Apple has yet to make any official statement regarding the matter.

Stay tuned for additional details as they become available.

Rumor: Nintendo to create Wii U app store, work to draw business from iOS App Store

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Date: Tuesday, January 3rd, 2012, 10:05
Category: iOS, Rumor, Software

You know all those nifty profits Apple seems to be making from the App Store? Nintendo might want some of it for itself.

Quickly coming on the heels of talk of a full Wii U app store is a rumor late Monday of Nintendo actively courting iOS developers. The gaming giant was said by a developer talking to Forget the Box to be offering “assistance” porting apps for Apple’s platform to the Wii U. The titles would by necessity played on the controller’s 6.2-inch touchscreen.

Per Forget the Box, Nintendo may also be dipping into e-reading on its mobile devices for the first time, the source said. It would make e-reading catalog with books, comics, magazines, and other periodicals. The aim would be to let owners read even when the TV is occupied, since the ultra-wideband wireless controller would let users treat the Wii U controller as a tablet while within range.

To stand out, Nintendo would bring some of its own content into the fray. Every issue of Nintendo Power ever released would be available, as well as its Players Guides and manuals for Virtual Console games. Titles would be available on both the Wii U and the 3DS, presumably taking advantage of the 3DS’ second screen for extra reading space.

All of this remains a rumor, but combined with talk of an app store point to Nintendo hoping to get away from its reputation solely as a child-oriented game system developer. Both Microsoft and Sony have made their systems media hubs with access to several or more music and video services and, in Microsoft’s case, an revenue losses to Apple from those using their iPads and iPods both for gaming and for apps.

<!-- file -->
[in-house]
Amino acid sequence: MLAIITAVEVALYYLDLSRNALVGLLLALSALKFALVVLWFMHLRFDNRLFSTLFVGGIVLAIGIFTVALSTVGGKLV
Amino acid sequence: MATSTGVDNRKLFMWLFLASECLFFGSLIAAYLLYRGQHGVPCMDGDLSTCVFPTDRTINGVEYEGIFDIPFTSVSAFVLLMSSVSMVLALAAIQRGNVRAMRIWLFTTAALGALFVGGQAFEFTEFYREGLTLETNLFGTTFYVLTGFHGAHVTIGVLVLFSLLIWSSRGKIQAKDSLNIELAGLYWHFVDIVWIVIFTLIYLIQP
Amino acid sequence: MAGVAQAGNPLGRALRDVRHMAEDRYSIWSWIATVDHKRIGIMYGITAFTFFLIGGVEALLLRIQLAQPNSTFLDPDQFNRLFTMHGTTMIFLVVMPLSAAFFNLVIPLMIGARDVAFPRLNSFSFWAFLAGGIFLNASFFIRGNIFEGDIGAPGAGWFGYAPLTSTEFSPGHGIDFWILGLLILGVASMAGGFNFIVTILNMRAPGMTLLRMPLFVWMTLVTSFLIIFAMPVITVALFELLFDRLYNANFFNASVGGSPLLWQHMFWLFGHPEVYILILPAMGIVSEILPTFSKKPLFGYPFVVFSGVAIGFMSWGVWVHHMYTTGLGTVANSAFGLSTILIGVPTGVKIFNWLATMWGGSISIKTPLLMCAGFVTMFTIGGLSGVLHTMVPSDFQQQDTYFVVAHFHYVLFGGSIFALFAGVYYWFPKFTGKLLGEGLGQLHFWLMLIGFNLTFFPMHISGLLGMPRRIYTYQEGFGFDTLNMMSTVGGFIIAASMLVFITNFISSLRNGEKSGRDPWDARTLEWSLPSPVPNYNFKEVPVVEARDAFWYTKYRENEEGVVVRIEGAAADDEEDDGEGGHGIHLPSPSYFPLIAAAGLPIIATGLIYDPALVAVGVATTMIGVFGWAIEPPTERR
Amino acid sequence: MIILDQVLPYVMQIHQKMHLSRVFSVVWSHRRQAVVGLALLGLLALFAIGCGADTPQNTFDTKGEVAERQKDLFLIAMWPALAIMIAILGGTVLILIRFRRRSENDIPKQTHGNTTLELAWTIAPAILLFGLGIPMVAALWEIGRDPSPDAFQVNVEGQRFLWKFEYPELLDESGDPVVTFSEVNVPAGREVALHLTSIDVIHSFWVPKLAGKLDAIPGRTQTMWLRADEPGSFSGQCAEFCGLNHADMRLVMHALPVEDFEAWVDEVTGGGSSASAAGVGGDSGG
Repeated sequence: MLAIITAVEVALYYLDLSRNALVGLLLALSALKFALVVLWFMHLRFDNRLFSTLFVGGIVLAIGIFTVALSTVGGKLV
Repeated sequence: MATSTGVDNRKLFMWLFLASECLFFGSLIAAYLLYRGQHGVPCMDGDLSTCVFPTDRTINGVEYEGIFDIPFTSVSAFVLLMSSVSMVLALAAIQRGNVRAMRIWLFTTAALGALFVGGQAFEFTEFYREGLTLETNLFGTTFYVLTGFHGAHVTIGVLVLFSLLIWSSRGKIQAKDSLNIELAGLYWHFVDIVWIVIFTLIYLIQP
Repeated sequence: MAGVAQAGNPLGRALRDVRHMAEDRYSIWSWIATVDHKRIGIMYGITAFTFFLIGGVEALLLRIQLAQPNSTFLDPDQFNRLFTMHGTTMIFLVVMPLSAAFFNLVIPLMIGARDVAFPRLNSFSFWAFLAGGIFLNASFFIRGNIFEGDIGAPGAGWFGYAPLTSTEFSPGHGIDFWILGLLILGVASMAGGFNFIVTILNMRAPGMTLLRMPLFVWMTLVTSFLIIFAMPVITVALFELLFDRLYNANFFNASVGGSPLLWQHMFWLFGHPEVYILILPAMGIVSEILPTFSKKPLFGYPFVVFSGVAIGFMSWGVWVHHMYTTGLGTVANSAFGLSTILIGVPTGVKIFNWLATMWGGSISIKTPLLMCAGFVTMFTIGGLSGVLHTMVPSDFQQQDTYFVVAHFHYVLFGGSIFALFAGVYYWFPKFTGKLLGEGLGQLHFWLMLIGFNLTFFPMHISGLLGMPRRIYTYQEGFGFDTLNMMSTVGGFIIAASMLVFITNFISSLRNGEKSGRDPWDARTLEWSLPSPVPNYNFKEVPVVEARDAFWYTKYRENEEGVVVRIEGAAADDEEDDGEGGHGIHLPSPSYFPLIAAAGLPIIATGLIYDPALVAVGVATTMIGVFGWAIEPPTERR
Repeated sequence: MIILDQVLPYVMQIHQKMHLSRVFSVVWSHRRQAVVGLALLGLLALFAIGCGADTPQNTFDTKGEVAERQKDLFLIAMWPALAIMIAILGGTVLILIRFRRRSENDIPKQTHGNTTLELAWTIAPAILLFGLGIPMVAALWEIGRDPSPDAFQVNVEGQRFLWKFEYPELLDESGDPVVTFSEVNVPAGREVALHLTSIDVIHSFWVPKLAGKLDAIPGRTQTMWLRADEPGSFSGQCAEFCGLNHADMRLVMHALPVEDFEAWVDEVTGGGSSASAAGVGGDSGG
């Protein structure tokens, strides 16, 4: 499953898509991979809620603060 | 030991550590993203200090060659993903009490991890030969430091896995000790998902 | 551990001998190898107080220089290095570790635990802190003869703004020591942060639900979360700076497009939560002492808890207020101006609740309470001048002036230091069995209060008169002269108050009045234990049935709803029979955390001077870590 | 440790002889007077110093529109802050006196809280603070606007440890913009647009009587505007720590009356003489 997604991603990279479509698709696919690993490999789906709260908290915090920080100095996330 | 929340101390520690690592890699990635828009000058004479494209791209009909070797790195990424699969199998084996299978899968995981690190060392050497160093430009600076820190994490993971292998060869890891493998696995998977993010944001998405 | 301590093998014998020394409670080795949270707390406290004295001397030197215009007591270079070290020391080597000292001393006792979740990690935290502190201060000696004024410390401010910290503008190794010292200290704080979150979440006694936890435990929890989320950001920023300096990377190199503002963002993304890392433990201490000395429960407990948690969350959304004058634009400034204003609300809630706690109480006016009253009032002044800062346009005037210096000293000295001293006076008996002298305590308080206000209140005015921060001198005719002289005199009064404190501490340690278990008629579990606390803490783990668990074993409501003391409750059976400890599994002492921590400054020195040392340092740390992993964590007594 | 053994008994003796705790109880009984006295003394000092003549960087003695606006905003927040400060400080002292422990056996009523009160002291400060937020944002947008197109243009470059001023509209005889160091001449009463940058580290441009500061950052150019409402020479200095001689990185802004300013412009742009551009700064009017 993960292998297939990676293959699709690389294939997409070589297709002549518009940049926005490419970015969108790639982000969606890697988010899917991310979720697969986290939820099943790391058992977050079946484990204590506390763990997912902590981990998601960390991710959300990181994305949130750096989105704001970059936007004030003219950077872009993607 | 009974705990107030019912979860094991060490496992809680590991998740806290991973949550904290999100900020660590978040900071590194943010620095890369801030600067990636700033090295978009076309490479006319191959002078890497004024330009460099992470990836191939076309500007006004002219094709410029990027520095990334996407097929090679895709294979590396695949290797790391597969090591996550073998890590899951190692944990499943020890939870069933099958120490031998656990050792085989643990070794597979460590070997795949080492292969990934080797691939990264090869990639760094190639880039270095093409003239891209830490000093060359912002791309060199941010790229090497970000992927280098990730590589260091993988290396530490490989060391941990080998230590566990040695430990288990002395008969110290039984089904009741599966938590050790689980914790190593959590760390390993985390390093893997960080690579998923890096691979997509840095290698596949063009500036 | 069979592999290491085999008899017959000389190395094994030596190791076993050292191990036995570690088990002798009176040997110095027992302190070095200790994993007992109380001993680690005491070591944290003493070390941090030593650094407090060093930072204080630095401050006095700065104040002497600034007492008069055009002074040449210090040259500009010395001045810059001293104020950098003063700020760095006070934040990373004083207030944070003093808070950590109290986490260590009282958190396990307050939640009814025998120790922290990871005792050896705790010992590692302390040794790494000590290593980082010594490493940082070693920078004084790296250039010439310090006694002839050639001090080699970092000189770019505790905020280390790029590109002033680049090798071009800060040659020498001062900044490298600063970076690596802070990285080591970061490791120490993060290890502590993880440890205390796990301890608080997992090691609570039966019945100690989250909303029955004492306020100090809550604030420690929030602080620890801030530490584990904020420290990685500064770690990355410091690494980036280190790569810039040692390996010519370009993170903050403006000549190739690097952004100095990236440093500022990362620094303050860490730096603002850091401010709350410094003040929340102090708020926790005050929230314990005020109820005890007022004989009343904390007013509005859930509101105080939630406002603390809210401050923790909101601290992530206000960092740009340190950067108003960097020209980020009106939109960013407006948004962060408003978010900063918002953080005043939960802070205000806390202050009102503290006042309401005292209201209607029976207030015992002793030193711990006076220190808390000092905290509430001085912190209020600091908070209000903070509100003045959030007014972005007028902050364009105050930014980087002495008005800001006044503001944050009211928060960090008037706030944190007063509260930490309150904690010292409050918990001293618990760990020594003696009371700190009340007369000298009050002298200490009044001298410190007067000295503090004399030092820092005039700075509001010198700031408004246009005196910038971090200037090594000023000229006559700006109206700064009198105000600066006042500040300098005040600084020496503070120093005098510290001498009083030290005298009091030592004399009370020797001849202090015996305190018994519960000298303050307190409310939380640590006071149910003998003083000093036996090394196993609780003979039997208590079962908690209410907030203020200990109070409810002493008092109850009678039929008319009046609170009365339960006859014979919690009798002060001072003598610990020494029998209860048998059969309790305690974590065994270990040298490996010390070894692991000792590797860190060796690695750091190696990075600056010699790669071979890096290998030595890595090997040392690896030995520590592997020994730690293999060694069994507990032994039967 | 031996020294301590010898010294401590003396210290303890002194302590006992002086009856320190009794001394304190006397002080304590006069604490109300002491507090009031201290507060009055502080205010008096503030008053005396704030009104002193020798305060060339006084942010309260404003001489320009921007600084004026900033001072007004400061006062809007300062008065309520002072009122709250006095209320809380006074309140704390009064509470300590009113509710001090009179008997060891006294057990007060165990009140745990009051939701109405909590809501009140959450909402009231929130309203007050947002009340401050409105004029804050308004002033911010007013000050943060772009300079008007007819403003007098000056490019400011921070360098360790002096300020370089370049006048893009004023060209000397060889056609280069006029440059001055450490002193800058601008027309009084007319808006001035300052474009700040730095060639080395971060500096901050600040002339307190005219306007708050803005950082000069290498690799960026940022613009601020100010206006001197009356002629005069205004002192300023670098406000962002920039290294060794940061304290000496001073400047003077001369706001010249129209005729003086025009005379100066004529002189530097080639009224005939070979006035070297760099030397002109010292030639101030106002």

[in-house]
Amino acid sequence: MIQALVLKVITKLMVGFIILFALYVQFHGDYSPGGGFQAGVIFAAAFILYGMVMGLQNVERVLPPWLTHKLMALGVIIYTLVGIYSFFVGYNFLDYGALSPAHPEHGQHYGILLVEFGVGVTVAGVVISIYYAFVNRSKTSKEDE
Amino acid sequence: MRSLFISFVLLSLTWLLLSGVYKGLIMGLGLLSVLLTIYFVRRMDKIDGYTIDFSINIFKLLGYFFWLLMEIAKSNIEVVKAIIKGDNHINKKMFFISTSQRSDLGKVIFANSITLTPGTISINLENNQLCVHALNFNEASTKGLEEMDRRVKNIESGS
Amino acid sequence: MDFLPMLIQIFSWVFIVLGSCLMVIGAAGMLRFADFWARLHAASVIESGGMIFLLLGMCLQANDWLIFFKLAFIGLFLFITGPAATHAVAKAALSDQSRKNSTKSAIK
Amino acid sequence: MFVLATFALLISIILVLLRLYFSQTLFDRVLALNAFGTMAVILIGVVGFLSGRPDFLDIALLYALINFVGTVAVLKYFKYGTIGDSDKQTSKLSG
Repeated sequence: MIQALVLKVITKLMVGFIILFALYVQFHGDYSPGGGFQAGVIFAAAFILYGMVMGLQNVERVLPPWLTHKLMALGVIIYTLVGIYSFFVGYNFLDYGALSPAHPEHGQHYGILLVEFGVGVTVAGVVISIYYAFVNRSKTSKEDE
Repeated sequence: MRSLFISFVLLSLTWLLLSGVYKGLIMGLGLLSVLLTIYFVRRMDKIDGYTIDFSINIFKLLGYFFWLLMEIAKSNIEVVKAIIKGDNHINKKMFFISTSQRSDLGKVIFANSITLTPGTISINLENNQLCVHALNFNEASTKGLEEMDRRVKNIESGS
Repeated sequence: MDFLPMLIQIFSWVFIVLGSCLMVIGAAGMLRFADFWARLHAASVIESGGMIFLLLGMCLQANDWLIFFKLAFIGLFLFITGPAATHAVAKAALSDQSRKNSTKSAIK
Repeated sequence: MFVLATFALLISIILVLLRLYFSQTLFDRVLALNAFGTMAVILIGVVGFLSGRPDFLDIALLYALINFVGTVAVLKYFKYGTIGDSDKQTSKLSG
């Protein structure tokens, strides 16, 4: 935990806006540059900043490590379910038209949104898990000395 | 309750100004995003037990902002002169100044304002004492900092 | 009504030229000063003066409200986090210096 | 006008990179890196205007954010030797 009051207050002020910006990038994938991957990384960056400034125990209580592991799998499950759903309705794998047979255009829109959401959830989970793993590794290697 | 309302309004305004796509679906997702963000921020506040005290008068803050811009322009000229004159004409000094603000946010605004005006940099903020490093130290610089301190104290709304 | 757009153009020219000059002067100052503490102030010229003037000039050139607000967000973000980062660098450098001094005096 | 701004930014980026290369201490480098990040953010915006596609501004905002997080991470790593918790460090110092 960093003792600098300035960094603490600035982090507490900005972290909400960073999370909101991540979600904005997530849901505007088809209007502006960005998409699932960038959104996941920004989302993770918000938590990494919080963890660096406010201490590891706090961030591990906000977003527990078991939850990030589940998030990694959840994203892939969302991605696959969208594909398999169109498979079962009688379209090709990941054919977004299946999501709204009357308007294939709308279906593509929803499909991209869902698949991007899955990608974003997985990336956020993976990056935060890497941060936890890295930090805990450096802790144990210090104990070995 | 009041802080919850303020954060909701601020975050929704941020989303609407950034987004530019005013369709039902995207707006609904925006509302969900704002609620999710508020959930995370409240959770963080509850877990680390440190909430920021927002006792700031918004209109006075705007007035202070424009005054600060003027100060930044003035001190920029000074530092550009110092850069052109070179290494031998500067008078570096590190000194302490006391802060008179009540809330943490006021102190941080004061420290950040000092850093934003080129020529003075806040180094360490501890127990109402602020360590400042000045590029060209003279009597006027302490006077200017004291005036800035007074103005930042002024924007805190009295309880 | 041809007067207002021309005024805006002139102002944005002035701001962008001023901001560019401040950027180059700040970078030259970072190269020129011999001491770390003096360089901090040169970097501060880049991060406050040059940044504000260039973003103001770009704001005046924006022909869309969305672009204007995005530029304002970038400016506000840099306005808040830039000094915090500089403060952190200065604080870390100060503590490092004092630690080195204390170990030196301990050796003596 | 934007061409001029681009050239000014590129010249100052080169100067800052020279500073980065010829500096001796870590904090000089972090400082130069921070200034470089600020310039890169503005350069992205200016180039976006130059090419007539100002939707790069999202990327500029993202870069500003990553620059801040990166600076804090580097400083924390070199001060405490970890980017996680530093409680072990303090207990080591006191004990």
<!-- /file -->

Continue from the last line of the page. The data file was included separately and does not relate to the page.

Stay tuned for additional details as they become available.

Intel could release Ivy Bridge-based Xeon chips in spring, provide new processor offerings for Mac Pro lineup

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Date: Tuesday, January 3rd, 2012, 05:48
Category: Hardware, News, Processors

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The upcoming Mac Pro units could get that much niftier, even with a slightly older technology.

Per DigiTimes, Intel’s Xeon E5 launch early this year could be matched by a handful of Ivy Bridge-based models soon after based on a tentative roadmap. After releasing 18 E5 chips based on the current Sandy Bridge architecture, Intel would have 11 Xeons arrive in the spring based on the 2012 design. Billed as Ivy Bridge-H2, these would include Xeon E3 chips like the E3-1290v2 in bulk costs of US$189 to US$884 as well as E5s from US$192 to US$1,440, one of which would be the E5-2470.

The exact specifications of the Ivy Bridge models aren’t apparent. The Sandy Bridge E5 chips were already known to range from a 1.8GHz quad-core processor to 3.1GHz in eight-core varieties.

If sustained, the Xeon lineup could create dilemmas for workstations like the possible Mac Pro refresh. It may push Apple and others into either picking Sandy Bridge models and going for a slightly older but wider range, choosing from a limited Ivy Bridge range, or having to split the computer lineup between the two Intel architectures.

Stay tuned for additional details as they become available.